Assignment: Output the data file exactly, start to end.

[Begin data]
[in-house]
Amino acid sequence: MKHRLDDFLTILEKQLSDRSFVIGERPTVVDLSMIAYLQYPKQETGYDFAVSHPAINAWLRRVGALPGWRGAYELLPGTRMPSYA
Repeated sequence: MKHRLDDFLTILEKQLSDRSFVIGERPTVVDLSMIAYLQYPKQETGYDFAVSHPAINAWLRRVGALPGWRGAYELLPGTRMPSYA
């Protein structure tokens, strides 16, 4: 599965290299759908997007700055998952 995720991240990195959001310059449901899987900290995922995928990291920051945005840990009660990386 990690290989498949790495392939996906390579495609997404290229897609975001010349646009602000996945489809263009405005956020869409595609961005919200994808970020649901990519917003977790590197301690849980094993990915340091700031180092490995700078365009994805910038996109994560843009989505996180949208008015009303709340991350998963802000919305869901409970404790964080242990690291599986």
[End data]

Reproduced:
[in-house]
Amino acid sequence: MKHRLDDFLTILEKQLSDRSFVIGERPTVVDLSMIAYLQYPKQETGYDFAVSHPAINAWLRRVGALPGWRGAYELLPGTRMPSYA
Repeated sequence: MKHRLDDFLTILEKQLSDRSFVIGERPTVVDLSMIAYLQYPKQETGYDFAVSHPAINAWLRRVGALPGWRGAYELLPGTRMPSYA
């Protein structure tokens, strides 16, 4: 599965290299759908997007700055998952 995720991240990195959001310059449901899987900290995922995928990291920051945005840990009660990386 990690290989498949790495392939996906390579495609997404290229897609975001010349646009602000996945489809263009405005956020869409595609961005919200994808970020649901990519917003977790590197301690849980094993990915340091700031180092490995700078365009994805910038996109994560843009989505996180949208008015009303709340991350998963802000919305869901409970404790964080242990690291599986």